With the continuation of the ongoing war in eastern Ukraine, it appears that unfortunately negotiations are no longer the bright prospect they once were. On February 12, 2019, the UN’s Assistant Secretary-General for Europe, Central Asia and the Americas Miroslav Jenca described the proceedings as “appear[ing] to have lost momentum.”
With neither side willing to accede to the other, there is no clear path forward for Ukraine and Russia.
The conflict, which shocked the international community, began in 2014 around the same time as the Russian annexation of Crimea. More than 10,000 people have been killed and over 1 million have been displaced over the past five years. Despite these high numbers, however, little progress towards achieving peace has been made.
In early 2014 at the beginning of the crisis, a peace deal was reached between Ukraine, Russia and the separatists, known as Minsk I. However, this quickly broke down by January 2015, causing foreign powers to step in. Germany’s Angela Merkel and France’s Francois Hollande entered into negotiations, creating the “Package of Measures for the Implementation of the Minsk Agreements,” informally known as Minsk II.
Minsk II: The 13 Point Plan for Peace
Minsk II was meant to resolve the conflict in the most comprehensive way possible. Hence, the plan has thirteen separate points. It begins with the most obvious step of having both sides agree to a ceasefire and withdrawing heavy weaponry from the front lines, supervised by the Organization for the Security and Cooperation in Europe (OSCE). Following that, the plan suggested a prisoner exchange, respect for local elections, amnesty for all combatants as well as humanitarian aid with the ultimate goal of reintegrating separatist held territories into Ukraine. In return, Ukraine agreed to pass decentralization laws, which would then prompt any foreign powers (i.e. Russia) to leave Ukraine.
However, while Minsk II seems straight forward – there is little to no understanding of how it will be implemented. According to Ukraine, without a ceasefire, no other parts of the accords can be settled. Whereas according to Russia, nothing is possible without Ukraine’s political reform. This does not fare well with the domestic Ukrainian audience, who see any negotiation with Russia as betrayal. In fact, as the Ukrainian presidential election approaches, none of the pro-Western Ukrainian candidates even support Minsk II.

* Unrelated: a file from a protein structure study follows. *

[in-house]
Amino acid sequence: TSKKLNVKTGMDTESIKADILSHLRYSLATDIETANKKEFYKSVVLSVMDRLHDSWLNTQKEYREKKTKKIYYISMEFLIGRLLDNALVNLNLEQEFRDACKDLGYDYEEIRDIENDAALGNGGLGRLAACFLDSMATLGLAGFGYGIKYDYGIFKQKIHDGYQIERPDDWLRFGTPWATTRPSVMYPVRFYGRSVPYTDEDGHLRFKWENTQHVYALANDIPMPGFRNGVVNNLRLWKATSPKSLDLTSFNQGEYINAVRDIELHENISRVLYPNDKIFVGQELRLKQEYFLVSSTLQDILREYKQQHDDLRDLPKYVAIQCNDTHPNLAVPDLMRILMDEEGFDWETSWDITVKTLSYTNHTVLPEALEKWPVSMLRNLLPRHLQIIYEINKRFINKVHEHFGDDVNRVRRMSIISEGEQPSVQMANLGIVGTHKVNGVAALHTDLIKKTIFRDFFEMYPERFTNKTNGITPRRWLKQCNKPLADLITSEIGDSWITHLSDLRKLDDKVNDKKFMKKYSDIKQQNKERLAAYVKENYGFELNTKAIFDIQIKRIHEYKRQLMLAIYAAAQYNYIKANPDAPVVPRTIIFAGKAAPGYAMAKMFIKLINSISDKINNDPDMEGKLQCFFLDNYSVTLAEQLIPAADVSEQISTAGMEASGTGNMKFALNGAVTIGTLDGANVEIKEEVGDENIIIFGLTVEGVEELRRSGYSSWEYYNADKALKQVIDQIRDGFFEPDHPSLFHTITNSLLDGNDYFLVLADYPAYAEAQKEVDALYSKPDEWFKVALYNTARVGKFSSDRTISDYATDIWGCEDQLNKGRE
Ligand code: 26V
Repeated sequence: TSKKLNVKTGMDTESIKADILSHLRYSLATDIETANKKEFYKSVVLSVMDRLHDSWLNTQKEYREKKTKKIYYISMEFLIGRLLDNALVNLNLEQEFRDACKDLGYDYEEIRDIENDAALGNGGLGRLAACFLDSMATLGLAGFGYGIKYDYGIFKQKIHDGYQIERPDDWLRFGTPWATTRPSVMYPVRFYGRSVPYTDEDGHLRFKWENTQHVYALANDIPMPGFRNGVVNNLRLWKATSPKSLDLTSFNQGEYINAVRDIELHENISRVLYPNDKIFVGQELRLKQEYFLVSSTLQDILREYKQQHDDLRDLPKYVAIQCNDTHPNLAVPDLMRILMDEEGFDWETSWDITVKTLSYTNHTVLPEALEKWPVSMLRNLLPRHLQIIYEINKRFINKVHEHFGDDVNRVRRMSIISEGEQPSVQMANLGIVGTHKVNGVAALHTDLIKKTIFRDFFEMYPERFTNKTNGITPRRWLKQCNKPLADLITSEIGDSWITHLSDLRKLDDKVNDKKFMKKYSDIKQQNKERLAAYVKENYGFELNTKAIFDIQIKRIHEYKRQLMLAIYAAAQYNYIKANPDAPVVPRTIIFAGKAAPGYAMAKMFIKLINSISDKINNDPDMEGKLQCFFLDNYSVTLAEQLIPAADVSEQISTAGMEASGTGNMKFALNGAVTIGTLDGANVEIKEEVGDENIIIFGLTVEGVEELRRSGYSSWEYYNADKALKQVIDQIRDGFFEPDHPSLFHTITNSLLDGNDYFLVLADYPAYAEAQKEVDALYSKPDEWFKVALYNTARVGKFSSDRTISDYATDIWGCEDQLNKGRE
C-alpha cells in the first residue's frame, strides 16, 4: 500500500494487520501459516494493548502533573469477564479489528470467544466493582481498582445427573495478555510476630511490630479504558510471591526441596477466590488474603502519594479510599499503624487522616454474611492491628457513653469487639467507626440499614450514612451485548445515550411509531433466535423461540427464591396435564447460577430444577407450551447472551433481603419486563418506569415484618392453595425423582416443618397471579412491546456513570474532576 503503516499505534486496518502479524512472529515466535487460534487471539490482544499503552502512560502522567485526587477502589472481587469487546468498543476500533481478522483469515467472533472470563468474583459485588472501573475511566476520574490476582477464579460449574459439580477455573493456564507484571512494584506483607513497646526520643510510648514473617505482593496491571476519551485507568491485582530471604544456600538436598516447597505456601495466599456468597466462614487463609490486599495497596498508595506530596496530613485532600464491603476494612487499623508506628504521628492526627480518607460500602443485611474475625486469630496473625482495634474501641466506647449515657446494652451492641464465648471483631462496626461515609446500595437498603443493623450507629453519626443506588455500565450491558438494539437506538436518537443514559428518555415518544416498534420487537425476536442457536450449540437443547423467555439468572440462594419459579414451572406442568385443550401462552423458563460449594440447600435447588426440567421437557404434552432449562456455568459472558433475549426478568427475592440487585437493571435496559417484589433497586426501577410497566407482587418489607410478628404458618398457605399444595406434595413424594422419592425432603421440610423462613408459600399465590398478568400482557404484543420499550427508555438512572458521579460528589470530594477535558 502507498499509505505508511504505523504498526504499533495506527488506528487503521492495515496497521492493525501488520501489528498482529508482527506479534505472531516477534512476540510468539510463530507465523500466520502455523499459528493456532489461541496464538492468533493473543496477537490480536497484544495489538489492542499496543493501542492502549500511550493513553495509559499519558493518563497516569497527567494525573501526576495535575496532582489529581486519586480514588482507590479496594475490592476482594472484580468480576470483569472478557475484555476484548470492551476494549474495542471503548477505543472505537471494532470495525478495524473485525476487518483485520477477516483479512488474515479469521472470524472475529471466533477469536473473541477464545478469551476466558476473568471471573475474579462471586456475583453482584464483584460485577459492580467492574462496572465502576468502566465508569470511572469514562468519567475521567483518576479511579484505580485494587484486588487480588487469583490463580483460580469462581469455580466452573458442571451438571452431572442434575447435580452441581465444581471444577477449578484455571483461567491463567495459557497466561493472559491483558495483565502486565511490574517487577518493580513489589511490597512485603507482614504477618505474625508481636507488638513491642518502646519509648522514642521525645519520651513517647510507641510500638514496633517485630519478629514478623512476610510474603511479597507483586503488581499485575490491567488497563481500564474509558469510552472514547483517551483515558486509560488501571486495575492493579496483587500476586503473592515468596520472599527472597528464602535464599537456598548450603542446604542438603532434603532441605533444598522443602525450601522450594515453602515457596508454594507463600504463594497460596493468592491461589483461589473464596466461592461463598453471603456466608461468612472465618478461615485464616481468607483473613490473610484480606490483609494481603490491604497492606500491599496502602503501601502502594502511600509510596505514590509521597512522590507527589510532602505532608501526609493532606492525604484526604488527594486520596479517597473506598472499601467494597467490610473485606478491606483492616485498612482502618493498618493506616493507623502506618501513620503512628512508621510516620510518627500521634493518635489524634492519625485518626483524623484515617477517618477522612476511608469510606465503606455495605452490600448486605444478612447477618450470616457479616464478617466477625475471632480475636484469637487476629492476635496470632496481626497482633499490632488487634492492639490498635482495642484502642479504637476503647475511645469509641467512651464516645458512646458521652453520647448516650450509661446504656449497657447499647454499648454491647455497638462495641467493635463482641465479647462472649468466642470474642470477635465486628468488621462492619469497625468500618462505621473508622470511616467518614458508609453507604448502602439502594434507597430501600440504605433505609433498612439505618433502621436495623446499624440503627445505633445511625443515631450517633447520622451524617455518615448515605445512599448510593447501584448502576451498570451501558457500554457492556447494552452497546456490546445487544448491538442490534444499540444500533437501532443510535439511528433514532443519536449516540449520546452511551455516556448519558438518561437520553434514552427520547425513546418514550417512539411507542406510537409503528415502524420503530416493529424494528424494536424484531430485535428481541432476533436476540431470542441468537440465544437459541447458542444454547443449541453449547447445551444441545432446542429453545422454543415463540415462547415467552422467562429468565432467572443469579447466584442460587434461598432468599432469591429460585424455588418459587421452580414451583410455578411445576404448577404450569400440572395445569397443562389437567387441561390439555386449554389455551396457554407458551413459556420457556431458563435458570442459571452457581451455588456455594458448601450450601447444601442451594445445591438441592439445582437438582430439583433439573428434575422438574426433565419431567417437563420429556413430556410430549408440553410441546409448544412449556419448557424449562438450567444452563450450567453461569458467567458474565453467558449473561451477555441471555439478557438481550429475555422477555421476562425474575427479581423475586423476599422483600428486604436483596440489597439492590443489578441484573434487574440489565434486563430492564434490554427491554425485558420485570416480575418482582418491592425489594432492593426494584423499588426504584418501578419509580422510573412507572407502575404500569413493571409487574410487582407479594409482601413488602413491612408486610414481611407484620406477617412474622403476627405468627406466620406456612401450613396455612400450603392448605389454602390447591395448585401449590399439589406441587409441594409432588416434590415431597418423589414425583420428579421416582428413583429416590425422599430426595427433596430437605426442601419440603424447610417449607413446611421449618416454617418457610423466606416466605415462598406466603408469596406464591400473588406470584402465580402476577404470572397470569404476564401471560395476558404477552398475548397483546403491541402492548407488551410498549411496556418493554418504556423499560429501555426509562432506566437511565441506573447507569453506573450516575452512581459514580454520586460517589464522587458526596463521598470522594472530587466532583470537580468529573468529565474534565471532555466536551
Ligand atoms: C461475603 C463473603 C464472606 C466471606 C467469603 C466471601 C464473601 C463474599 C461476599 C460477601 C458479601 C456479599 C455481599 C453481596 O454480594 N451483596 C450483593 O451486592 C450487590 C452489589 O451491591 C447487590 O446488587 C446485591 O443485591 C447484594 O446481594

While comprehensive, Minsk II is more symbolic than feasible.
Looking forward, Minsk does not offer much in the way of hope. It is perceived as a poorly made agreement that Ukraine has no motivation to implement. Moreover, as Ukraine knows that it cannot win militarily, and also does not wish to recognize the two separatist regions – any future resolutions are few and far between.
New options appear to only come up in the wake of further escalation, as the Normandy talks arose out of the conflict in the Kerch Strait. These talks brought together Germany, France, Ukraine and Russia to further deescalate the conflict. However, they are currently on hold until after the Ukrainian March 31, 2019 presidential election.
- Both Ukraine and Russia are unlikely to back off from the conflict in eastern Ukraine as it is in neither of their interests to do so. This is despite multiple attempts to move towards peace arrangements.
- However, any kind of peace agreement that would reintegrate Donetsk and Luhansk back into Ukraine would face problems. Nationalists see these two regions as trojan horses meant to undermine the integrity of Ukraine while others see the required decentralization measures of Minsk II as fundamentally challenging to Ukraine’s sovereignty.
- Despite this lack of movement forward, there also appears to be little room for escalation. Neither Russia nor Ukraine want further military conflict. Russia has nothing to gain from a failed state on its border and Ukraine has neither the military might nor the money to wage a successful war against Russia.
- The future Ukrainian peace proceedings will likely only pay lip service to Minsk II and seek to find new strategies of keeping the frozen conflict ‘frozen’. This leaves both Donetsk and Luhansk to join the other three Russian protectorates within Europe: Transnistria, South Ossetia and Abkhazia.
About The AUTHOR
Gabriella Gricius is a Senior Research Associate at the Public International Law & Policy Group in Amsterdam, Netherlands. Her research focuses on conflict and war in Eastern Europe and Russia, patronage and corruption studies as well as transnational post-conflict law. She is a Staff Writer for Global Security Review and has published with the Asian Journal of Peacebuilding, and Foreign Policy as well as various other publications.